Unless you're blind, know someone who is, or pay attention to lift signs, you might not be familiar with what braille actually looks like. It turns out that the braille alphabet uses a series of dot patterns that are remarkably reminiscent of the studs atop a LEGO brick, and merging the two makes learning to read and write in braille far more enjoyable for kids.
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Moog just trotted out a new version of its popular Sub Phatty synth that has a braille overlay to help the visually impaired. It's hard to believe it took the legendary manufacturer this long to get around to it, especially given that it's actually a pretty simple modification to the panel's design.
To make kids living with visual impairments able to share the same experiences as their friends and peers, a new series of children's books was created. The Storybook For All Eyes each feature a custom-designed font that incorporates both braille and english letters into a single typeface so they can be shared and enjoyed by all.
The advent of cochlear implants in the 1970s and ocular implants in the early 2000s revolutionised hearing and vision loss treatment by circumventing damaged organs with digital prostheses that directly stimulated neural pathways. But these devices have been poor substitutes for the real thing. That is, until now.
The B&D messenger, designed by Okada Noriaki, bills itself as a way for both blind and deaf people to communicate via text message. Though there are several Braille phone products already in the market, Noriaki device is much smaller in size and pretty inexpensive. On one side of the gadget is twelve points that rise and fall in braille lettering; on the other side is a small LCD screen and a regular numerical touch pad. Users must connect the B&D messenger to a computer for it to receive and translate texts.
When you're born blind, there are a few things you probably don't expect to do: become an airline pilot, use a camera and type on the iPhone, to name a few. Chueh Lee, a designer at Samsung in China wants to remedy that second one with his Touch Sight camera design, which instantly creates a Braille-like relief image on a dynamic Braille display to be felt, saved and even traded with other Touch Sight users. In addition, the camera records three seconds of sound after the image is taken, which helps impaired-vision users navigate through libraries of saved pictures.
As our monitors eat away more at our retinas every day, we're increasingly interested in computers for the blind. "Siafu" is a concept by Jonathan Lucas that combines a dynamic Braille surface with tactile control. Aside from clicking on the words that your hands read, photos could also be displayed on the same surface, protruding like 3D sculptures.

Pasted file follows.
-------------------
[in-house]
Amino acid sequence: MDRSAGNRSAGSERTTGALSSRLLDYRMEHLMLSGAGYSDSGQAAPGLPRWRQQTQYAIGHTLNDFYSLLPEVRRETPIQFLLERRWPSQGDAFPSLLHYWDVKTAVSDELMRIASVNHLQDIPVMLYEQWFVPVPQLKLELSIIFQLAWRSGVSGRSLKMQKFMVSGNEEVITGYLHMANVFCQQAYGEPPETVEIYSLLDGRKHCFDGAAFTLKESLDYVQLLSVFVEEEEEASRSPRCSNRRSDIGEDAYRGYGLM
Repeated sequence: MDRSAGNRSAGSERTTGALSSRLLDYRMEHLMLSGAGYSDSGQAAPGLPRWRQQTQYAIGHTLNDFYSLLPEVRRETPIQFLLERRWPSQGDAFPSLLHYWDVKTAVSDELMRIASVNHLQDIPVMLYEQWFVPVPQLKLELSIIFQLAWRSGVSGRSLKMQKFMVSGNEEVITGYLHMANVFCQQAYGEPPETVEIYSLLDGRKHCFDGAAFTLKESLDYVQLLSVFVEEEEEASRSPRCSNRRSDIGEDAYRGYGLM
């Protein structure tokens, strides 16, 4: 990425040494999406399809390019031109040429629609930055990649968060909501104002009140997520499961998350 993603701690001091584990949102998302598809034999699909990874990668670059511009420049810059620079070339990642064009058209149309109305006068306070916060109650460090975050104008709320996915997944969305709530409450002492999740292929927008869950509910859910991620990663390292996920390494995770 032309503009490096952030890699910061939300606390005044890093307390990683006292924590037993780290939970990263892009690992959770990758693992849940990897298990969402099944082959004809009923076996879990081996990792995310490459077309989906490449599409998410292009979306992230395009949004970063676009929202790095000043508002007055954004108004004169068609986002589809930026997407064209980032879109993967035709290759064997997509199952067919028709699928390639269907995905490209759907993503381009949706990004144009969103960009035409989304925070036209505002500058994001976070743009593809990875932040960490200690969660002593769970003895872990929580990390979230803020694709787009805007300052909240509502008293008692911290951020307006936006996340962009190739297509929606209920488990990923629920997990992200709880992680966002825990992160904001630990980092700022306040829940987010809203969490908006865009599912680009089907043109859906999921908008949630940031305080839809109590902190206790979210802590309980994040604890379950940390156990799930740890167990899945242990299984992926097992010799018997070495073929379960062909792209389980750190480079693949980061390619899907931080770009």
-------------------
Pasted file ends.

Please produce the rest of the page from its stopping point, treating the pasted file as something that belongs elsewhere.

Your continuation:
Apple's latest patent filing is for a tactile touchscreen. It's not a new idea, but while companies LG and Alpine use vibration technology to make you feel like you are touching something distinct, the Apple patent suggests that you actually will touch something physical. One idea is for Braille-like bumps to emerge from the screen. Another, cooler technique, is for keys to reveal themselves by pushing up through a flexible screen. A third base covered by the patent is for keys with concave depressions to be hidden just under the surface, so that you push down on the screen, you feel the keys but still won't see them.
A German art student has developed a way to create tattoos for the blind, by implanting surgical steel, titanium, or medical plastic balls just under the skin in formations that spell out words in Braille.
Not just for loved ones, designer Klara Jirkova says the implants could be placed in the fleshy part of your hand between forefinger and thumb, so that blind people could identify one another while shaking hands.
I am down with the tattoo concept, though I imagine it can really only be appreciated by bona fide blind people, as Johnny Depp's famous "Winona Forever" tat would just look like a rash in need of some serious cortisone cream.
We're not sure how unorganized blind people were able to keep track of their CDs before (other than sticking them into a computer and playing it back), but this Braille CD-R from Mitsubishi is a fantastic idea.
They have two layers of high viscosity ink that creates 0.1mm Braille bumps in order to easily identify a disc just by feel. Since they've perfected it on CDs, it should be pretty easy to port to DVDs, Blu-rays and HD DVD as well. The Braille is pre-written, so you can't label your Boner Jams '08 discs yourself, but you can correlate whatever's written on there to whatever you've burned.
Why they didn't think of this sooner is anyone's guess.